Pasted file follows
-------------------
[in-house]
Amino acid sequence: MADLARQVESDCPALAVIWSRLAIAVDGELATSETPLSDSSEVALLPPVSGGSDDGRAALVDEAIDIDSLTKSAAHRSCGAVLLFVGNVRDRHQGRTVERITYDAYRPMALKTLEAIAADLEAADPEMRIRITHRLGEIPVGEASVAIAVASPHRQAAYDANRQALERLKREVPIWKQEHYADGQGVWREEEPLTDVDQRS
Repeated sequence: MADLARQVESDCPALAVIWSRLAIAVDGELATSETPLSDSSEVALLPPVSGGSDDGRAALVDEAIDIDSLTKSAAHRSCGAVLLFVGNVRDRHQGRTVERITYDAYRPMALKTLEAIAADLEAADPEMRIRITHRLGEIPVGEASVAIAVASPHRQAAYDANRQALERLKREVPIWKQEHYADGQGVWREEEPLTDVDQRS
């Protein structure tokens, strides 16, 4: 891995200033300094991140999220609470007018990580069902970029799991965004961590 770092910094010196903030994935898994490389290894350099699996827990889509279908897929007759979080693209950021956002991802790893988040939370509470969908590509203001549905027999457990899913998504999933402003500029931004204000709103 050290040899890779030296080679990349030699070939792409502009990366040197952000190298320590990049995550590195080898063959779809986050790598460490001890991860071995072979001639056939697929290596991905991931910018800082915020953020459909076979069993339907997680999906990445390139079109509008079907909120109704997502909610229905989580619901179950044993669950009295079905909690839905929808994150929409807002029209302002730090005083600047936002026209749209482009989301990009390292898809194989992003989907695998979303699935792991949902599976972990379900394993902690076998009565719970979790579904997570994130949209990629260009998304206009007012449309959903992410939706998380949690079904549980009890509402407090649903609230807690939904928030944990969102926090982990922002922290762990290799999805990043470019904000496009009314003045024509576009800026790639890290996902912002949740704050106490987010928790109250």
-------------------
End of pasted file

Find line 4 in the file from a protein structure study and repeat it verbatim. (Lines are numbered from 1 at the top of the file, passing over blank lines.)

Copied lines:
């Protein structure tokens, strides 16, 4: 891995200033300094991140999220609470007018990580069902970029799991965004961590 770092910094010196903030994935898994490389290894350099699996827990889509279908897929007759979080693209950021956002991802790893988040939370509470969908590509203001549905027999457990899913998504999933402003500029931004204000709103 050290040899890779030296080679990349030699070939792409502009990366040197952000190298320590990049995550590195080898063959779809986050790598460490001890991860071995072979001639056939697929290596991905991931910018800082915020953020459909076979069993339907997680999906990445390139079109509008079907909120109704997502909610229905989580619901179950044993669950009295079905909690839905929808994150929409807002029209302002730090005083600047936002026209749209482009989301990009390292898809194989992003989907695998979303699935792991949902599976972990379900394993902690076998009565719970979790579904997570994130949209990629260009998304206009007012449309959903992410939706998380949690079904549980009890509402407090649903609230807690939904928030944990969102926090982990922002922290762990290799999805990043470019904000496009009314003045024509576009800026790639890290996902912002949740704050106490987010928790109250």